Ten Thousand Things Theater has announced its 2012-13 season. Starting in September: “Measure for Measure,” directed by Michelle Hensley, starring (among others) Sally Wingert and Luverne Seifert. In February: “The Seven,” Will Power’s hip-hop retelling of Aeschylus’s “The Seven Against Thebes.” Sarah Rasmussen makes her TTT debut as director; Aimee Bryant, Bruce Young, and Brian Sostek are among the cast members. The season ends in May with an all-new take on Tennessee Williams’ Pulitzer Prize-winning “A Streetcar Named Desire.” Lear de Bessonet directs; Ansa Akyea, Sonja Parks, Sha Cage and Randy Reyes star.
In describing the new season and TTT’s current production, “Vasa Lisa” (see Out and about below), artistic director Hensley emphasized the theater’s commitment to diversity. “Vasa Lisa” happened because Hensley and playwright Kira Obolensky felt “oversaturated with the often very male world of theater, especially classic dramatic literature.” All three plays in the 2012-13 season will be directed by women, “Measure for Measure” will include women in key roles, “Seven Against Thebes” will be retold by an African-American playwright, and “Streetcar” has been cast with people of color. Interesting choices made more so against the backdrop of the ongoing conversation about diversity (or lack of it) in the Guthrie’s 2012-13 season. Catch up on that topic with Graydon Royce at the Strib and Marianne Combs at MPR. Update: Combs recently posted a thoughtful and detailed piece of reporting on the Guthrie and diversity.
As promised, the lineup for the 18th Annual Basilica Block Party was revealed last Friday. Two days, three stages, 18 bands, including Train, Cake, A. Wolf and Her Claws, Lucy Michelle & The Velvet Lapelles, Fitz and the Tantrums, and Imagine Dragons. July 6-7, downtown Minneapolis. Tickets on sale May 5. FMI.
On Saturday night at a concert featuring trumpeter Terell Stafford, the JazzMN Orchestra announced its 2012-13 season. In a state with an abundance of big bands (35 in the Twin Cities alone), JazzMN is the Lincoln Navigator, solidly built and polished to a high gleam. Formed in 1998 by jazz educator and trumpeter Douglas Snapp (and led by him ever since), it features first-call musicians and world-class guests artists. The new season includes trumpeter Wayne Bergeron on Oct. 6, a tribute to New Orleans on Nov. 17, trumpeter Randy Brecker on March 9, and saxophonist Eric Marienthal on April 27. Season tickets on sale soon at the JazzMN website, or call 1-866-811-4111. Single tickets on sale this summer.
The ninth annual Heliotrope underground music festival was announced Monday. Now that the Loring Theater (last year’s location) has closed, Heliotrope is moving to the Lab in downtown Minneapolis. The lineup includes International Novelty Gamelan, Milo Fine, Thunderbolt Pagoda, Take Acre, Squid Fist with George Cartwright, the black metal act Maledicere, minimal synth/coldwavers Claps and the Night, industrial percussion merchants Prostate and the reunion of TVBC (Paul Metzger on guitar, Freddy Votel on drums, Adam Linz on bass). Full lineup here. Expect loudness. Thursday-Saturday, May 24-26, 6 p.m. to midnight each day, all ages. Tickets available soon at the Lab or at the door during the festival.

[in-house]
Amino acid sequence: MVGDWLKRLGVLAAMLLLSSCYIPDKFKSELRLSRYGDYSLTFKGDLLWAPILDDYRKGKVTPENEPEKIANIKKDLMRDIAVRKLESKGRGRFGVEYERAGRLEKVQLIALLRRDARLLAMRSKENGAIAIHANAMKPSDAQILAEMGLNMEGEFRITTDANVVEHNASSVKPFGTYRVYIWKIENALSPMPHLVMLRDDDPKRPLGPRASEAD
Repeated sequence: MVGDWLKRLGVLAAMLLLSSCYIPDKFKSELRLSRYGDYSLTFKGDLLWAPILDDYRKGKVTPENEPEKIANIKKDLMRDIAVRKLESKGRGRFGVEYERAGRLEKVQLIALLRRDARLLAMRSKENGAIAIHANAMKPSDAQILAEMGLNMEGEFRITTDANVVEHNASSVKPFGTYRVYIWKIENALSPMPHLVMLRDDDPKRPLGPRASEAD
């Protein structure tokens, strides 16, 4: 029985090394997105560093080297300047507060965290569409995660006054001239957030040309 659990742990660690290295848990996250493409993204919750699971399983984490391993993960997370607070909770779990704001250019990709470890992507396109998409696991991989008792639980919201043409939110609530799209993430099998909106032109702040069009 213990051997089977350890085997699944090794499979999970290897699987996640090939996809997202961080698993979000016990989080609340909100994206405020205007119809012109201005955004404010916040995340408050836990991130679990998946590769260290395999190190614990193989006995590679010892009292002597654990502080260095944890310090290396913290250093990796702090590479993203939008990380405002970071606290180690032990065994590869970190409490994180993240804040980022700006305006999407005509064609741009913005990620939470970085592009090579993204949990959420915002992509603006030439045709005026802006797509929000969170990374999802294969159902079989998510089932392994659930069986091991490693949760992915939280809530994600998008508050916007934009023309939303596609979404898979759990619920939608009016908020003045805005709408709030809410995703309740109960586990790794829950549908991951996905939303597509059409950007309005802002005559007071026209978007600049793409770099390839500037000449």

The Old Log Theater has announced its 2012 Sounds for Summer series of Monday-night concerts. It begins with Russ Peterson’s Big Band on June 4 and continues with performances by former Minnesota Orchestra concertmaster Jorja Fleezanis, jazz pianist and historian Butch Thompson, the Monroe Crossing Bluegrass Band, Tonic Sol-fa, Sopranorama! and more. FMI and tickets.
If you’re a fan of tpt’s “Minnesota Original” (I am) and you saw Sunday night’s episode, you know a little something about Minnesota potter Guillermo Cuellar. Born in Venezuela, he attended Cornell College in Iowa, where a humanities requirement led him to a ceramics class that changed his life. Back in Venezuela with his American-born wife, he was struggling with his pottery and, as he told tpt, “making a lot of very bad pots.” Then the great American potter Warren McKenzie traveled to Venezuela in 1981 to teach a workshop. A friendship led to an invitation to work in MacKenzie’s Stillwater studio and have a pottery sale. In 2005, seeking a more stable political climate, Cuellar and his family relocated to a home and studio near Shafer, Minn., where Cuellar quickly became part of the nationally respected pottery community that follows the St. Croix River from Minnesota into Wisconsin. His pots — functional, quietly beautiful, affordable, and inviting to the hand — fit right in. Now that I’ve summarized the episode, you can watch it anyway to learn more about this charming man and his work. Better yet, meet him in person during St. Croix Valley Pottery Tour coming up next weekend. Now in its 20th year, the tour is a destination for collectors locally, nationally and internationally. This year’s tour features work by 47 potters.
Tonight at the Bryant Lake Bowl, it’s the monthly installment of Salon Saloon, the Upper Middle West’s #1 Live-Action Arts Magazine. MinnPost’s Andy Sturdevant hosts a program that’s part talk show, part arts and culture review, with stories, music, presentations and audience activities. Tonight’s theme: The Tent Show featuring San Francisco artist Alison Pebworth’s traveling “Beautiful Possibility” tour, a traveling show about what it means to be American. Doors at 6, show at 7. FMI and tickets.
“Mamma Mia!” is baaaack. Personally, I don’t get it, and I still can’t believe that Meryl Streep starred in the movie, but people I know and respect just love this nonstop juggernaut of a musical featuring songs by ABBA, once Sweden’s biggest export (after Volvo). One week only, starting tonight. FMI and tickets.